This study deals with isolation and characterization of compounds endowed with multiple potentials extracted from endophytic fungus associated with Achyranthus aspera. Goutam et al. (2016b) the pure compound was identified as 4, 5-Dihydroxy-3-(1-propenyl)-2-cyclopenten-1-one and the trade name of this compound is Terrein. To the best of our knowledge this is first report which has shown isolation of Terrein from fungus A. terreus which is endophytic in nature. The compound has been isolated from various strains of fungi such as Microspora (Grove, 1954) Pencillium Phoma (Dunn et al., 1975) and reported to have anticancer activity against different cell lines. Secondly innumerable work has been carried out toward identification and characterization of biological active compounds from endophytic fungi which could serve as basic template in combinatorial chemistry. Mousa and Raizada (2013) reviewed diverse class of secondary metabolites with their antimicrobial perspective. Among endophytic metabolites, Taxol is a multibillionaire antineoplastic drug which has been studied extensively. Endophytes isolated from medicinal plants possess strong fungicidal, bactericidal, and cytotoxic metabolites (Wang et al., 2007). Recently Gressler et al. (2015) reported that compound Terrein has suppressed the growth of pathogens Fusarium graminearum and Aspergillus fumigatus. Terrein also exhibited anti-oxidant activity as it has scavenged 50% DPPH at 112 μgml−1. The antioxidant property can be correlated with earlier reports as melanogenesis inhibitor (Park et al., 2004; Kim et al., 2007). It was also found that Terrein inhibits age-related inflammation by promoting an antioxidant response in aged human diploid fibroblast (HDF) cells (Lee et al., 2015).

The compound has been tested against different types of cancer cell lines such as pancreatic cancer, breast cancer (Liao et al., 2012), human cervical cancer (Porameesanaporn et al., 2013) skin cancer, and prostate cancer (Arakawa et al., 2008). Among the different types of cancer identified globally, lung cancer is found to be the most prevalent type (12.7% of 1.61 million) (Ferlay et al., 2008). This persuaded us to study anticancer property of Terrein against human lung cancer cell line. This is the first study to Terrein the compound against lung cancer.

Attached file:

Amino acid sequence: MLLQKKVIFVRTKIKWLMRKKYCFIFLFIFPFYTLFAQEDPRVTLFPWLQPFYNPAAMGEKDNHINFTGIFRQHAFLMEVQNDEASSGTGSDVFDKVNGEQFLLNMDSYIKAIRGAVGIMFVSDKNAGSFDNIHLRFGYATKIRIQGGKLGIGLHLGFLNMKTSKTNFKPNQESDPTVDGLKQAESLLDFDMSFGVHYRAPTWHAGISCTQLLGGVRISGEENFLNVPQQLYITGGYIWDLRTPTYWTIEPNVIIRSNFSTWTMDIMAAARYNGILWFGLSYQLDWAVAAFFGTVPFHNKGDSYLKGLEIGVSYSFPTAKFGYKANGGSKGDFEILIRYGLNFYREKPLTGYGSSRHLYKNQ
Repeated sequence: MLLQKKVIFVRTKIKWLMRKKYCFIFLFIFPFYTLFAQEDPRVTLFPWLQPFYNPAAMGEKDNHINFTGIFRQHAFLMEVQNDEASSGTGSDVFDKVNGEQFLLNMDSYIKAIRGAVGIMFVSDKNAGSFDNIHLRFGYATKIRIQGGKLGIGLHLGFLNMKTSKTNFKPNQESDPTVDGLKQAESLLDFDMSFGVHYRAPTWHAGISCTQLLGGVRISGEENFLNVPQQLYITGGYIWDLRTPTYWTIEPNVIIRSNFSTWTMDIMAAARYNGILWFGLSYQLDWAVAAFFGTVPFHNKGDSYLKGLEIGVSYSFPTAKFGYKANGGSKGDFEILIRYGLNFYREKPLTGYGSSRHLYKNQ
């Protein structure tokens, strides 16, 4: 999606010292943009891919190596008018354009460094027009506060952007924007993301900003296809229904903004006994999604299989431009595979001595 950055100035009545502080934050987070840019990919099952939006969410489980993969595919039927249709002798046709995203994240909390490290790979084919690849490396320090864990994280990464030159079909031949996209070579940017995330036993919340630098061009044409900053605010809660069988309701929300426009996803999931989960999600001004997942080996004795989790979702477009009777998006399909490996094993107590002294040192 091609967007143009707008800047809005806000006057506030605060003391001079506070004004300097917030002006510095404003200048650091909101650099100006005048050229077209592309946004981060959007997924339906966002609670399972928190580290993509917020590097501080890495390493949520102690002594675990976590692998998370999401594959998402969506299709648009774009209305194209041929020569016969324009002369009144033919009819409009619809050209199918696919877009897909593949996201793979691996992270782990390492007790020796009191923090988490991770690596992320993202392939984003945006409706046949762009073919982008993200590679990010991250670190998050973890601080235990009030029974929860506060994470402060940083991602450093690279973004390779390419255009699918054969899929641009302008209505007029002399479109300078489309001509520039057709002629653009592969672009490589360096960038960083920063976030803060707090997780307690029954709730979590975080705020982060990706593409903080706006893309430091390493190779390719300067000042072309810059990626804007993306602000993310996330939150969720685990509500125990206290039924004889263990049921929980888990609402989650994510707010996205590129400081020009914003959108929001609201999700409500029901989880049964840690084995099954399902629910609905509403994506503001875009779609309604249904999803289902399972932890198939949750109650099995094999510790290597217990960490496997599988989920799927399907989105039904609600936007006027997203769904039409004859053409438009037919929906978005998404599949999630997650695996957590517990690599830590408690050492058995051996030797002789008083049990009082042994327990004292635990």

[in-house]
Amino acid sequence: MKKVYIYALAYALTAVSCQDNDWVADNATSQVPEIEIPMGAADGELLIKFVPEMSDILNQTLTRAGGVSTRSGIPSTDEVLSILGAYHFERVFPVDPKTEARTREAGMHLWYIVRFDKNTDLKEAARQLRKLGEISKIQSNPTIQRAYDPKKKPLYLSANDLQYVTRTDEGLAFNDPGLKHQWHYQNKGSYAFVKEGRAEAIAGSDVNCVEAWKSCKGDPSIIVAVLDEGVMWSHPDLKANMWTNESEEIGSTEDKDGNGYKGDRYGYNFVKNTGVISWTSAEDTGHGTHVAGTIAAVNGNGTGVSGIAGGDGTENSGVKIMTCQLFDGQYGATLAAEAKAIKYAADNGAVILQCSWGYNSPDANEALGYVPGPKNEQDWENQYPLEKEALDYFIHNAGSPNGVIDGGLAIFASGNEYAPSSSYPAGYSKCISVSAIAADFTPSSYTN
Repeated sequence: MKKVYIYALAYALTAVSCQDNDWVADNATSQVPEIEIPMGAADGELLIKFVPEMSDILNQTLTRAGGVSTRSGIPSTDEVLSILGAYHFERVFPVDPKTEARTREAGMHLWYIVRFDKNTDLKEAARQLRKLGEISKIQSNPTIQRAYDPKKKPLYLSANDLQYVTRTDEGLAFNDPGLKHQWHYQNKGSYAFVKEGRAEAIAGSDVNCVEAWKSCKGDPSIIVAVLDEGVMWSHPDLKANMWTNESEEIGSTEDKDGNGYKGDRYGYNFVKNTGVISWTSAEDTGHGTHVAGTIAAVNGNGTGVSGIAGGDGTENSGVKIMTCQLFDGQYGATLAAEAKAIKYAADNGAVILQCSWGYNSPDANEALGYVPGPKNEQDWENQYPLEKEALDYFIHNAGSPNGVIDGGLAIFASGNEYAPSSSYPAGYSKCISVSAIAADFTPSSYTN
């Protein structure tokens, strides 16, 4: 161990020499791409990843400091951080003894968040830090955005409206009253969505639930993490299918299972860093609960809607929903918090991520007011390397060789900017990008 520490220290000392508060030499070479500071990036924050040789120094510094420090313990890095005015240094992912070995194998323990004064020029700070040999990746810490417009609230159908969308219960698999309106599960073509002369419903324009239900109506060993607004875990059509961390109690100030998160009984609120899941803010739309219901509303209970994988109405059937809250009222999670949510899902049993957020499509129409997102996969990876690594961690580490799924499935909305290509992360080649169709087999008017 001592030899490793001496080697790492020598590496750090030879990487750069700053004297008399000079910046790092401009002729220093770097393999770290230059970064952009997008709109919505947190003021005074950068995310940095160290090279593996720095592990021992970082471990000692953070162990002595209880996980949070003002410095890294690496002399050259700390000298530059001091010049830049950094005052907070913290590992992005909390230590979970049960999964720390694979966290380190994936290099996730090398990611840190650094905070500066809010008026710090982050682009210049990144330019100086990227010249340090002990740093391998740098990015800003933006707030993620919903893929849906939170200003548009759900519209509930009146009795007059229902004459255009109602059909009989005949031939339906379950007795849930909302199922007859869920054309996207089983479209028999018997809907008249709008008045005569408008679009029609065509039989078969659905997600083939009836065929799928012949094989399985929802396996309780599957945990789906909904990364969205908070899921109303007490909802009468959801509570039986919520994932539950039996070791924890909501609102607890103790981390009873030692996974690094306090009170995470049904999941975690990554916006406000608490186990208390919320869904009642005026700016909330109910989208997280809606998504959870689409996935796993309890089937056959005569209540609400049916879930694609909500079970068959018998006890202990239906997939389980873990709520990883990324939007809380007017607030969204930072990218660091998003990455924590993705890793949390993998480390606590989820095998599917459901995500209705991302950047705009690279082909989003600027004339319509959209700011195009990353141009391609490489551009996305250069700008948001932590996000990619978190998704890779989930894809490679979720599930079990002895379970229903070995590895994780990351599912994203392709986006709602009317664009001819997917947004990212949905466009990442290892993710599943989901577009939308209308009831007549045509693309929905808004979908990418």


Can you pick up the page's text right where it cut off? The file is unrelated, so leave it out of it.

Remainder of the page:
Pure compound had shown lower toxicity (higher IC50 value) than crude extract against A-549 cells (Figure 6 and Table 1). This could be due to the presence of compound other than Terrein which simultaneously aids in anticancer activity (Figure 6) (Tables 4, 5). In past 40 years, natural products played significant role as cancer chemotherapeutic agents, either in their unmodified (natural form) or synthetic forms (Kinghorn, 2008). Among plant derived products, many antitumor compounds have been reported from medicinal plants such as, bisindole (vinca) alkaloids, the camptothecins, the epipodophyllotoxins, and the taxanes (Berger and Benjamin, 2004). Among biological diverse organism endophytes produces a number of significant compound. Among which most of them are having extreme clinical use. Hence it is important to explore the unexplored flora to identify newer molecules.

TABLE 4
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Table 4. Gas chromatography mass spectroscopy (GCMS) analysis of pure fraction separated from CC (Terrein).

TABLE 5
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Table 5. Profile of chemical compounds from GCMS analysis of crude metabolites of selected strain (JAS-2).

Author Contributions